POSTED: November 1, 2023
A couple of years ago I was on my way home from a walk in a park when I encountered a young woman who was clearly in distress. It was in the early part of the pandemic and we were all wearing masks but hers was lying on the grass. She appeared to be choking and as I tried to determine what exactly was happening, she started to bloat up as if being filled with air. I sat her down at a bench but her throat was closing up badly and she was looking like the Michelin Man. Before I knew it a young fellow was beside us with a device out and slammed it into her thigh and she had almost instant improvement. “Epi pen” he said as he left almost as fast as he arrived, and then turned and said the weirdest thing “get her to the hospital …. and you are her dad”. The first part of his short instruction list was obvious but the second one I found bewildering.
Shortly thereafter the ambulance people arrived and after asking me what had happened and who she was, again the statement “You are her dad and you need to come with us.”
Once at the hospital she was admitted and then it all became clear when I was doing the registration. When a patient is admitted the administrators need a person to attach to the file administratively. This is partially because with so many visitors in Malta who are not part of the EU the procedures for approval for treating them are extensive if not EU citizens so once identified as my “daughter” and I produce my identification they don’t seem to ask beyond that for the purpose of treating her and then later the admin stuff can get worked out. It is the relationship of the admin side not being done as quickly as the actual emergency work that needs to occur as something of a lifesaving workaround.
So for that brief time I was her dad. I have never been a dad and I had a glimpse into that overwhelming sense of responsibility – even with this just being a little administrative fiction.
The wait was long. We started in the afternoon and as the hours dragged on it was clear we would not be out of there until the next day. They had said that it was anaphylactic shock from a wasp sting and once home she would have to follow up to see about this extreme reaction. They periodically told me she was doing fine but in a small facility that was already running past capacity I could not visit her. Finally, at about 6:40 in the morning they said we could go and I got a taxi.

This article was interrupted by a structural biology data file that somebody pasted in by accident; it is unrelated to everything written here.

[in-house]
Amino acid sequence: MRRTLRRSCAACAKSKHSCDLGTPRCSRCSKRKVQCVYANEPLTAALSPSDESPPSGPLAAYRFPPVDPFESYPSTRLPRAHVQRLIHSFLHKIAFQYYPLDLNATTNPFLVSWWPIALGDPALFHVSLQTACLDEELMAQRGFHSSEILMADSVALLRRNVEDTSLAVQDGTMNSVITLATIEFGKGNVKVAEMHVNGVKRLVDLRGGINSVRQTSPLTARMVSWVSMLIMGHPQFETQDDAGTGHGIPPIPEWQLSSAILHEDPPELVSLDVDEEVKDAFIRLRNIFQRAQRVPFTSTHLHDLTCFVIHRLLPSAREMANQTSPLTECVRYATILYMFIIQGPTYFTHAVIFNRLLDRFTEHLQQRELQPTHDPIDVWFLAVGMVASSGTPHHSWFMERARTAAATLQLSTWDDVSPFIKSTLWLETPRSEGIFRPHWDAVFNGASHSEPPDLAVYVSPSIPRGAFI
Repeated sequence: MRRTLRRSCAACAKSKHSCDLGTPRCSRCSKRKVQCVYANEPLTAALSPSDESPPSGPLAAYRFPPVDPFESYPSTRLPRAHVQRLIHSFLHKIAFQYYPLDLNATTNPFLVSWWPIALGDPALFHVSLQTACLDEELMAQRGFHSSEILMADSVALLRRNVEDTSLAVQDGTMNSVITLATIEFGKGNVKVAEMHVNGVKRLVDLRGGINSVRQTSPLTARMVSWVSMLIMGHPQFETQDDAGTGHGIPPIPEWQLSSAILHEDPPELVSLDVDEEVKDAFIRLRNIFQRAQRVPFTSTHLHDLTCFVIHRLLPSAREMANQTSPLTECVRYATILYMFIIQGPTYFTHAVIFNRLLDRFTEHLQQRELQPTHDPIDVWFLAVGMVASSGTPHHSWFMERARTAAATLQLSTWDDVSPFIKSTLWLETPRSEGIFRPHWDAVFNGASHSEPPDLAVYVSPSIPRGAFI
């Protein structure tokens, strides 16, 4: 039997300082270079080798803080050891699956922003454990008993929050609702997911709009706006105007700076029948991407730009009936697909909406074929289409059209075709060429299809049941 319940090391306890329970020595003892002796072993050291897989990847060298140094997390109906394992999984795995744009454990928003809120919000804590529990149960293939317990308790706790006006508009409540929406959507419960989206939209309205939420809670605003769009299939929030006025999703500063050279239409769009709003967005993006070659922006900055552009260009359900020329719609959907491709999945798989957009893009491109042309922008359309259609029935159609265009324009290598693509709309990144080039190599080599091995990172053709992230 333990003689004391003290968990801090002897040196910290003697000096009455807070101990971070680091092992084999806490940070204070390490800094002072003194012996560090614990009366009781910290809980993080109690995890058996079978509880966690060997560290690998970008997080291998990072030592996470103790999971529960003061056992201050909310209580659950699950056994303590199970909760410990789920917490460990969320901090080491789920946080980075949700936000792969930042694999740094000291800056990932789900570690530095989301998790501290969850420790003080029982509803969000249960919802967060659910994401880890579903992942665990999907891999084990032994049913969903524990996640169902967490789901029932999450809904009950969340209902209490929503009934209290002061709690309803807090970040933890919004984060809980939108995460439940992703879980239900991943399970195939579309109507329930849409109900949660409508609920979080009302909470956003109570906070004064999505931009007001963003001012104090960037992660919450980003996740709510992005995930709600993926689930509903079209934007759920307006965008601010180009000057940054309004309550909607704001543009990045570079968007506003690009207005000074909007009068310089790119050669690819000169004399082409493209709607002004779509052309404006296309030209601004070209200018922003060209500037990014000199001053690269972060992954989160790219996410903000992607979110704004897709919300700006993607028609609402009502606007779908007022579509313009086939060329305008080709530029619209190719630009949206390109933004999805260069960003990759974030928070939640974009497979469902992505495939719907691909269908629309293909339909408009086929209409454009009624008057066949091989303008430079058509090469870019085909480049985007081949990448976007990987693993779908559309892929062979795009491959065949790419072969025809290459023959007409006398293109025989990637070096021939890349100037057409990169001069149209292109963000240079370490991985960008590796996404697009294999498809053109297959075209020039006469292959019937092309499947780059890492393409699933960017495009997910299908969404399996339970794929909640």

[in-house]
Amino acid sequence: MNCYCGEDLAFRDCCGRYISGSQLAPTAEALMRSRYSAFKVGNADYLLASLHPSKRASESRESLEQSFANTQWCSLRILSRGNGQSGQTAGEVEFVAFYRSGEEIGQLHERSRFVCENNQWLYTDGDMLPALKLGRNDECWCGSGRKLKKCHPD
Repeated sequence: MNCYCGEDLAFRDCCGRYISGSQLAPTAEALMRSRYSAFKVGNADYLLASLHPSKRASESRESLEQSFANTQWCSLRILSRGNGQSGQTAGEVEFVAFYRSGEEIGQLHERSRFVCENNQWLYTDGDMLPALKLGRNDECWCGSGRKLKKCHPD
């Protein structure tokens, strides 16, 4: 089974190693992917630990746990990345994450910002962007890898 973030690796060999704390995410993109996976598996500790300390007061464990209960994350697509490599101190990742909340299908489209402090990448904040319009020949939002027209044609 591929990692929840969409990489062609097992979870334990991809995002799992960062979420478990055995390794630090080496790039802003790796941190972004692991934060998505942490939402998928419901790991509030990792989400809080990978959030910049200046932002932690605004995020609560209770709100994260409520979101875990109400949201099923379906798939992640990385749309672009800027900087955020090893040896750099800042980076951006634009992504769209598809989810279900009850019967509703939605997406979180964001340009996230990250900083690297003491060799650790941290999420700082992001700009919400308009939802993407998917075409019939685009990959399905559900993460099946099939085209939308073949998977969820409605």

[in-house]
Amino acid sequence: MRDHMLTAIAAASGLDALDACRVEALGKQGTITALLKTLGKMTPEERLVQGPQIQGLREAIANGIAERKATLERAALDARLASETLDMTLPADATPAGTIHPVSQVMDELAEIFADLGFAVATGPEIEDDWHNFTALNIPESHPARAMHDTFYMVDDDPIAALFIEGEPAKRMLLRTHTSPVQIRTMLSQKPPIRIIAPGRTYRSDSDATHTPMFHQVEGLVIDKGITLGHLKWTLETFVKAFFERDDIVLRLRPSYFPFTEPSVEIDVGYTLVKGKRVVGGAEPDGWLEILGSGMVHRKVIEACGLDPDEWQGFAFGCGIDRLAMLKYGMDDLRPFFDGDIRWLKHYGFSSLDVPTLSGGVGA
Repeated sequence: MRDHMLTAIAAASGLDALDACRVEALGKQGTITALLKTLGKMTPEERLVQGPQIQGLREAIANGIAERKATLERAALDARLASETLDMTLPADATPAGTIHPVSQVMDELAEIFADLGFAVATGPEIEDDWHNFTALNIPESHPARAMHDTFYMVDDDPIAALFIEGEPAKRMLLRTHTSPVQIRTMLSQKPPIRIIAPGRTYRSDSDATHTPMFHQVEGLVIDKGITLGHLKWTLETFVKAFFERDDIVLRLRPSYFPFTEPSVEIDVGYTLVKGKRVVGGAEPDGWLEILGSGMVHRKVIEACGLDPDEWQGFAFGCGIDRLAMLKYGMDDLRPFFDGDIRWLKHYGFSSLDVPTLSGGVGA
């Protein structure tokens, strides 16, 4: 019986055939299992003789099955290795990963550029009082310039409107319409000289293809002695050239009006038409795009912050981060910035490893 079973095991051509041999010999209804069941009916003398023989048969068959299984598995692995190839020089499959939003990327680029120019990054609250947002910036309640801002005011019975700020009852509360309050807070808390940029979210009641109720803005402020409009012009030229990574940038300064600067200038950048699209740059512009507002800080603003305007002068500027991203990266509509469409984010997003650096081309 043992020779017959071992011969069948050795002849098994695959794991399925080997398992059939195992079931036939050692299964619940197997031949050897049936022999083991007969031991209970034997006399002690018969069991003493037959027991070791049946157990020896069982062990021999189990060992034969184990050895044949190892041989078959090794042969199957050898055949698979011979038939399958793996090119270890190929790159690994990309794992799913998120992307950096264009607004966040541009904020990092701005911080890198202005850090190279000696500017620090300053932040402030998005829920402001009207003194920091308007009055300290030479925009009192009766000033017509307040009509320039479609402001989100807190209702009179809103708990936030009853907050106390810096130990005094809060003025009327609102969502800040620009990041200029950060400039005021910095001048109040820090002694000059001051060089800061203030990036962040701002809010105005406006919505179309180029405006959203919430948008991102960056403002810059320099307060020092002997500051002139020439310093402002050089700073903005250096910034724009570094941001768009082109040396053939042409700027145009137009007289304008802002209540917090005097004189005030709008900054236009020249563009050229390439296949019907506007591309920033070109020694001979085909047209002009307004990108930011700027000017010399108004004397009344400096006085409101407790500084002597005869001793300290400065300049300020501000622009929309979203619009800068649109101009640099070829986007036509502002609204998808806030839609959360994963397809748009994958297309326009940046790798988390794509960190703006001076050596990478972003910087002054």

Her name was Ofra and she was staying with some friends on holiday in a place not too far from our Marina. The truth of it is Valletta is not a big community so everything is fairly close. Her phone was dead and I had not brought mine out for what I had thought would be a short walk that previous afternoon so her friends were relieved but startled when we arrived at their rental flat. We had a tea with them and I learned a bit more about her. She was from Tel Aviv and a student and was here with some friends just for a few days of holiday. We exchanged some contact info and I went home to bed.
Since that time captain Ciara has my little pack equipped with not only an epi pen for dealing with people who go into anaphylactic shock for an allergic reaction but also with a Naloxone kit for people who have overdosed on opioids. She had always kept an epi pen handy on the boat for extreme allergic reactions but also keeps one in her personal bag and now one in mine. So periodically these expensive little needles get to the end of their useful date and Ciara gets an orange or grapefruit and has me practice on jabbing into them. I have saved several pieces of fruit over the last couple of years!
Ofra was a bit of a political junkie like me and we would periodically email back and forth about the world’s problems. I enjoyed hearing her perspective as it reflected the ideas of my optimistic but naïve younger self.
So why am I going on about this now? Well sometimes she would copy her cousin in the email loop as he was quite political as well. Two weeks ago I received an email from him that Ofra had been hurt at a pro-Palestinian rally in Tel Aviv, trying to convince the current government coalition under Netanyahu to not over react to the terrible atrocities committed by Hamas. As a reservist she was on alert with an expectation of being called up and with others was conflicted by her duty and her conscience. Her cousin said that even her family had mixed reactions to both his and her participation in the rally, some proud, some disgusted.
At that rally she was hit by a rock, thrown by one of her countrymen at the protestors. After some medical complications from a delay in accessing medical help, from a high quality medical facility that was very close to where she was injured, she died. An Israeli reservist, trying to keep her government in check, killed at the hands of another Israeli.
The older I get, the more complicated and confused the world seems to be.
Rest in peace Ofra.